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Location: Auckland, New Zealand

Tuesday, August 22, 2006

Maori Queen buried at Taupiri as tens of thousands mourn

The Maori Queen has been laid to rest beside her ancestors near the summit of Taupiri Mountain.

It was a day of intense emotion in the Waikato, as tens of thousands of people gathered to the final farewell to Te Arikinui Dame Te Ata i Rangi Kaahu, who died a week ago.

It started when the morning mist still lay over Turangawaewae, as Tuheitia Paki, the eldest son of Dame Te Ata, was escorted onto the marae by leaders of nga iwi o te motu to be crowned as only the seventh leader of the Kingitanga in its 148 year existence.

By the time Dame Te Ata's casket was loaded onto the waka Tumanako to be paddled down the river to Taupiri, there were people lining any accessible pieces of riverbank between Ngaruiawahia and Taupiri.

As Tumanko and its accompanying flotilla passed by, groups on the shore burst into haka, and lamentations split the air.

At Taupiri, relays of pall-bearers carried the casket on their shoulders to the grave, which had been dug by members of Te Aupouri, the far north tribe Dame Te Ata married into.

As many as 5,000 people were on the mountain itself, and there was a sea of black-clad mourners stretching along the road.

Many stayed back the Ngaruawahia, where the action was beamed through to big screens on the marae.

Waatea broadcaster Scottie Morrison says the huge turnout was a tribute to Dame Te Ata.

“ You've got all people of all tribal groups and all backgrounds who’ve come here today from motorcycle gangs to politicans, doctors, lawyers, policemen, kapa haka tutors, everybody to pay their respects, It has been an occasion whch has united not just Maori tribal groups but the wider community.of Aotearoa. A lot of them feel a sense of life. In her own life she brought people together and united them, and even in her death she united people,” Morrison says.


Among today's mourners was Prime Minister Helen Clark, who says she will miss a woman she had huge respect for.

Ms Clark says in her encounters with Dame Te Atairangikaahu over the years, what she will remember most is the former Maori Queen's chuckle.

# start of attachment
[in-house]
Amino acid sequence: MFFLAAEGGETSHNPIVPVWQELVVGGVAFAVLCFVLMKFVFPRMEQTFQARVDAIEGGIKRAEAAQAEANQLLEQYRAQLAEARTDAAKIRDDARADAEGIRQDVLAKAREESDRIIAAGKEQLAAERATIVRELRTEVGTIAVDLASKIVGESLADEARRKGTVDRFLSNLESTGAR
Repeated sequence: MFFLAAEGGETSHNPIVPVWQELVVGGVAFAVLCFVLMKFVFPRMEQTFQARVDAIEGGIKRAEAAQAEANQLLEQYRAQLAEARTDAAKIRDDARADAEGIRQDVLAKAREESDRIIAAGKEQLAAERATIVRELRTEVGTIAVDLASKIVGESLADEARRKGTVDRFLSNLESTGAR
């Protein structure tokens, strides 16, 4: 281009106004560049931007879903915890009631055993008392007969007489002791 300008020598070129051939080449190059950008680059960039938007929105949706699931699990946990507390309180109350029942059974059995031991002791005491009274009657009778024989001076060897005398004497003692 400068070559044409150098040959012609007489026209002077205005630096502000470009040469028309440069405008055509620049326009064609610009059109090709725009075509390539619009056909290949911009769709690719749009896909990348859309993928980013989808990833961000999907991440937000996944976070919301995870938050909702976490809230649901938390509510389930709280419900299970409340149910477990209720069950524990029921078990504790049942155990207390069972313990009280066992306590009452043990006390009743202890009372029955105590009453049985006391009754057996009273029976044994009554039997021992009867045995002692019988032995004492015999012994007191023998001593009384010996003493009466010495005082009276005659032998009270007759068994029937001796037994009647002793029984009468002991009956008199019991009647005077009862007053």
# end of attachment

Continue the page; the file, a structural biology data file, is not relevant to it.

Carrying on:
“I'll always think of many times I sat next to Te Arikinui on a marae or in a dining hall or at an awards ceremony. She had a great sense of humour and always a chuckle, she could see the funny side of things, which you have to do. That’s what I will remember, the sense of humour,” Clark said.

Helen Clark says the size of the week's tangi and the coverage it has got it a symbol of Dame Te Ata's unifying force and the way she made the Kingitanga an essential element in New Zealand's identity.

The mourners have now returned to Turangawaewae Marae, where the proceedings will end after a hakari or feast.


After a day of intense emotion and high drama, the mourners have dispersed from the graveside of the Maori queen on Taupiri Mountain.

As many as 5000 people were on the sacred mountain, and several times that were stretched back along the river backs and on the road from Ngaruawahia.

Many of them returned to Turangawaewae Marae in Ngaruawahia, where the funeral hakari is now going on.

Waatea News reporter Dale Husband says it was a special day for Maori and non-Maori alike, as they remembered what Dame Te Ata i Rangi kaahu had achieved.

He says everyone will carry away their own memories of the day, especially those closest to her.

“It was very very moving, certainly when they took the casket finally to place it on the waka, and the people who have worked behind the scenes at Turnagawaewae for so long, you couldn’t help but feel for them as the tears flowed, the haka started, these people have worked for Te Atairangikaahu for many many years, and that was the last time they got to see her, as she was taken on the waka across to Taupiri maunga,” Husband said.

Dale Husband says people's thoughts are now turning to the new King, Tuheitia Paki, and the future role of the Kingitanga.


Maori broadcaster and commentator Waihoroi Shortland, whose family has had a long association with the kaihui ariki or royal family, says the tributes to Dame Te Ata i Rangi Kaahu are also a tribute to the people around her.

Mr Shortland says people should not expect too much of Tuheitia Paki as he eases his way into his new role as Maori king.

He says Dame Te Ata made very few public pronouncements in her first 30 years, as she listened to those around her and learned how to use the formidible resources that Tainui, Kingitanga and Maoridom gave her.

He says it will be hard to match Dame Te Ata.

“It's no great surprise that in our reflections of Te Atairangikaahu over the next years and decades we will say that, of this line, she was the very best. Now that is a reflection of the people who carried her through those 40 years,” Shortland said.

Waihoroi Shortland says Tuheitia Paki needs to mbe the kind of leader people learn to follow, and Maoridom must believe they have got the best from the very good choices laid before them.


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